07.12.2019 change 07.12.2019

Student Satellite In Space One Year - And Now Another One is Coming

Source: PW-Sat2 Source: PW-Sat2

Student satellite PW-Sat2 has been operating in space for one year during which time it has sent over 700 photos and performed nearly 50 tests and experiments.

Launched on December 3, 2018 from the Vandenberg military base in California, the main goal of the mission was to test the deorbitation system, which will allow for faster removal of the satellite from orbit, and in the future help solve the problem of space debris, objects "polluting" the Earth's orbit.

After opening the deorbitation sail, the PW-Sat2 satellite was supposed to remain in orbit for no more than 2.3 years, but this time has now been extended to 2.5 years. Although opening the sail was successful and the first images from the on-board cameras were received on the same day, after about three days, tears on the sail appeared and over time covered about 30-35 percent of its surface. This reduced its effectiveness. The expected lifetime - 2.5 years - is still much less than 15-20 years that a satellite of a similar size without a sail would spend in orbit.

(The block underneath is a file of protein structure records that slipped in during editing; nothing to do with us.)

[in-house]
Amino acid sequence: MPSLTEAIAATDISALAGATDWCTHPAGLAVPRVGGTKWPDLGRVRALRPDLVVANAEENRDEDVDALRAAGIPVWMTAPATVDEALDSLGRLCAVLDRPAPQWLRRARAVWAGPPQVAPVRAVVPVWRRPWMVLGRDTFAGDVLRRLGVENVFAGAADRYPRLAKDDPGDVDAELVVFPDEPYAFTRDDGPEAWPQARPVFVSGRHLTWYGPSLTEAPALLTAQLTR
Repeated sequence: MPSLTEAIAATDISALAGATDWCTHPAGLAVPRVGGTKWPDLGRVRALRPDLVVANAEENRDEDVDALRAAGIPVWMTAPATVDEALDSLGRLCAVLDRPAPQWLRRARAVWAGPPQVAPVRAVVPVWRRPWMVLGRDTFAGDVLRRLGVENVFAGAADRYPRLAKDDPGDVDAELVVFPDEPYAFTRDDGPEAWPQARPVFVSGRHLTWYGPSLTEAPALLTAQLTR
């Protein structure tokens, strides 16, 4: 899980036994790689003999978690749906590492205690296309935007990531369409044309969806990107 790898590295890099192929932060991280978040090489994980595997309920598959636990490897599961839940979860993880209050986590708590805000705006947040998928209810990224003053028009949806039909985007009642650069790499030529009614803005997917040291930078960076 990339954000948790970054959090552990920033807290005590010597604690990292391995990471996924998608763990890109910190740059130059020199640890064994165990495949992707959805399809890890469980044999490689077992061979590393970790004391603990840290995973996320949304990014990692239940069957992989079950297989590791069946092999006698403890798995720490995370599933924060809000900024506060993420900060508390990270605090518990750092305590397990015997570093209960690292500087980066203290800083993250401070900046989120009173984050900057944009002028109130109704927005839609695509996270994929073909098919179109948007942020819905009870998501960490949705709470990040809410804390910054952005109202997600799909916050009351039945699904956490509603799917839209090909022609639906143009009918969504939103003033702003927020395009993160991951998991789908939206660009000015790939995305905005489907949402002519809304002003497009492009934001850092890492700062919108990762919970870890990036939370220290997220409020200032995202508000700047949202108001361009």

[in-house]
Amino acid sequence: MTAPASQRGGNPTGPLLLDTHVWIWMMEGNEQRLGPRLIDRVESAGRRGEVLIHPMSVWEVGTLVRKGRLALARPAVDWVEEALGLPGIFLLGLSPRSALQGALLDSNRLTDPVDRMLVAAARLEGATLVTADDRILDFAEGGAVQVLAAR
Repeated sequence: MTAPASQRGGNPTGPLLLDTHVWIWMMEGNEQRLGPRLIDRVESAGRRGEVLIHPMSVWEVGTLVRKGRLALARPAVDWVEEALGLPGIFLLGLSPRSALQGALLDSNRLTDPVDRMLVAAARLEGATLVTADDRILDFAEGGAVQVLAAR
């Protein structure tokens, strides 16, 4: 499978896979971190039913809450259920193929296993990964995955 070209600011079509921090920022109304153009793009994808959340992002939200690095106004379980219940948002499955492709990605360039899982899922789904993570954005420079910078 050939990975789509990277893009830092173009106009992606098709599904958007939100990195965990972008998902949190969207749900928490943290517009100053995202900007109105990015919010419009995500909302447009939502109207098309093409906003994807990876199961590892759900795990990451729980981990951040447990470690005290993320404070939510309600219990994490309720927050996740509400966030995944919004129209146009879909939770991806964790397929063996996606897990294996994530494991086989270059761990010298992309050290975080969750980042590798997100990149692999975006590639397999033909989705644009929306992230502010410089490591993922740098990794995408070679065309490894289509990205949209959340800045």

Giving an update on the satellite’s progress, Dominik Roszkowski, vice-coordinator of the PW-Sat2 project posted on the project website: "The satellite built by the members of the Students Space Association remains operational and is still in orbit.

"To date, ground station operators have established over 2,300 communication sessions with the satellite, transmitting commands, results of experiments, as well as more than 700 images taken with two on-board cameras. The community of radio amateurs from Poland and the world also joined, receiving data from PW-Sat2 and passing it on to the team.”

Over the past year, PW-Sat2 has conducted research into the radiation environment in low Earth orbit, and completed 26 experiments of the absorbed dose of ionizing radiation sensor RadFET. It has also conducted 22 tests of the experimental Sun sensor SunS, which determines the orientation of the satellite relative to the Sun.

Now, Warsaw University of Technology students have begun working on a new satellite.

Expected to be slightly larger than its predecessor more details about the PW-Sat3’s mission are expected next year.

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